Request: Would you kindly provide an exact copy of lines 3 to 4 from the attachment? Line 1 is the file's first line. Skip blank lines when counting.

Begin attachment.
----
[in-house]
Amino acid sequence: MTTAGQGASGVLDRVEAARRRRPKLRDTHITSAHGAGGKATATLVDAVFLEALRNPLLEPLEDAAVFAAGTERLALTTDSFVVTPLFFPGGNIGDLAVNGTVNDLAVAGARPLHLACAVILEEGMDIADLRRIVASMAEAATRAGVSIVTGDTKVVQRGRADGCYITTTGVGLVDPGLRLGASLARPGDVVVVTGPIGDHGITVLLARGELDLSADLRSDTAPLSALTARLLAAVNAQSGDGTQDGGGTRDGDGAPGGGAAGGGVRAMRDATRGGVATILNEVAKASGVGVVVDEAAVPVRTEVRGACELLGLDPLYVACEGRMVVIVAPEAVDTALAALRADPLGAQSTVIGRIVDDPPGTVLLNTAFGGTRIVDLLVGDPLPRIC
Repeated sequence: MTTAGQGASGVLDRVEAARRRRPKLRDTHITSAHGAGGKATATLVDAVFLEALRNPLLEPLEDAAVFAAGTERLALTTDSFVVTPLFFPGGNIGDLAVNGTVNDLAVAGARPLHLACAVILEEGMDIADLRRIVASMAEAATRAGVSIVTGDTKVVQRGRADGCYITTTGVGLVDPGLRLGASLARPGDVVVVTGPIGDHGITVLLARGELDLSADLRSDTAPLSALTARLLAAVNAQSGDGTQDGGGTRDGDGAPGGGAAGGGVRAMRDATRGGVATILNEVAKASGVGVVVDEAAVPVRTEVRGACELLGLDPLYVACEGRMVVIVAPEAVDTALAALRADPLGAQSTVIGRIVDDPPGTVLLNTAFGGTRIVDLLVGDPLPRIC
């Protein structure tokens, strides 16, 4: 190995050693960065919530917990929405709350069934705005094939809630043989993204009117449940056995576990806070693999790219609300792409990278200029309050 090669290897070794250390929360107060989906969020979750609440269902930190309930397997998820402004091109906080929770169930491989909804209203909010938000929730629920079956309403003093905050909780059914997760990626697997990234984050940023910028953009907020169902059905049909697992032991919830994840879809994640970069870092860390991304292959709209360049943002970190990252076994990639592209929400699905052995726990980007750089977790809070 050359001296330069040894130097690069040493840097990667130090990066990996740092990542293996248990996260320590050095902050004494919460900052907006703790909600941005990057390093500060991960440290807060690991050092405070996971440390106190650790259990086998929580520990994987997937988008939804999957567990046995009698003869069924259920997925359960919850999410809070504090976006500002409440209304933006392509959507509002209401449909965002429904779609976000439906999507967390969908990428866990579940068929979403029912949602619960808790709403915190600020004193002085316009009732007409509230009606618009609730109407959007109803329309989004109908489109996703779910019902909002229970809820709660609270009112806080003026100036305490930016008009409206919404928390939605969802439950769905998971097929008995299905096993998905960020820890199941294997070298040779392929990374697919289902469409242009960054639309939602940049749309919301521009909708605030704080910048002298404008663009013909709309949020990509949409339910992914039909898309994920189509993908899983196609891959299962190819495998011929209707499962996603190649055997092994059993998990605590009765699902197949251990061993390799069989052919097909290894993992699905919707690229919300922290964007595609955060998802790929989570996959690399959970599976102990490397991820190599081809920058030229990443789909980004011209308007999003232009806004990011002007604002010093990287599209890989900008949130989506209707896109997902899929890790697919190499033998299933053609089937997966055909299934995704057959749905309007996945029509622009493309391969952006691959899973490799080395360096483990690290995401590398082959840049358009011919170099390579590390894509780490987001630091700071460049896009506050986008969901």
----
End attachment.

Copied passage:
Repeated sequence: MTTAGQGASGVLDRVEAARRRRPKLRDTHITSAHGAGGKATATLVDAVFLEALRNPLLEPLEDAAVFAAGTERLALTTDSFVVTPLFFPGGNIGDLAVNGTVNDLAVAGARPLHLACAVILEEGMDIADLRRIVASMAEAATRAGVSIVTGDTKVVQRGRADGCYITTTGVGLVDPGLRLGASLARPGDVVVVTGPIGDHGITVLLARGELDLSADLRSDTAPLSALTARLLAAVNAQSGDGTQDGGGTRDGDGAPGGGAAGGGVRAMRDATRGGVATILNEVAKASGVGVVVDEAAVPVRTEVRGACELLGLDPLYVACEGRMVVIVAPEAVDTALAALRADPLGAQSTVIGRIVDDPPGTVLLNTAFGGTRIVDLLVGDPLPRIC
């Protein structure tokens, strides 16, 4: 190995050693960065919530917990929405709350069934705005094939809630043989993204009117449940056995576990806070693999790219609300792409990278200029309050 090669290897070794250390929360107060989906969020979750609440269902930190309930397997998820402004091109906080929770169930491989909804209203909010938000929730629920079956309403003093905050909780059914997760990626697997990234984050940023910028953009907020169902059905049909697992032991919830994840879809994640970069870092860390991304292959709209360049943002970190990252076994990639592209929400699905052995726990980007750089977790809070 050359001296330069040894130097690069040493840097990667130090990066990996740092990542293996248990996260320590050095902050004494919460900052907006703790909600941005990057390093500060991960440290807060690991050092405070996971440390106190650790259990086998929580520990994987997937988008939804999957567990046995009698003869069924259920997925359960919850999410809070504090976006500002409440209304933006392509959507509002209401449909965002429904779609976000439906999507967390969908990428866990579940068929979403029912949602619960808790709403915190600020004193002085316009009732007409509230009606618009609730109407959007109803329309989004109908489109996703779910019902909002229970809820709660609270009112806080003026100036305490930016008009409206919404928390939605969802439950769905998971097929008995299905096993998905960020820890199941294997070298040779392929990374697919289902469409242009960054639309939602940049749309919301521009909708605030704080910048002298404008663009013909709309949020990509949409339910992914039909898309994920189509993908899983196609891959299962190819495998011929209707499962996603190649055997092994059993998990605590009765699902197949251990061993390799069989052919097909290894993992699905919707690229919300922290964007595609955060998802790929989570996959690399959970599976102990490397991820190599081809920058030229990443789909980004011209308007999003232009806004990011002007604002010093990287599209890989900008949130989506209707896109997902899929890790697919190499033998299933053609089937997966055909299934995704057959749905309007996945029509622009493309391969952006691959899973490799080395360096483990690290995401590398082959840049358009011919170099390579590390894509780490987001630091700071460049896009506050986008969901």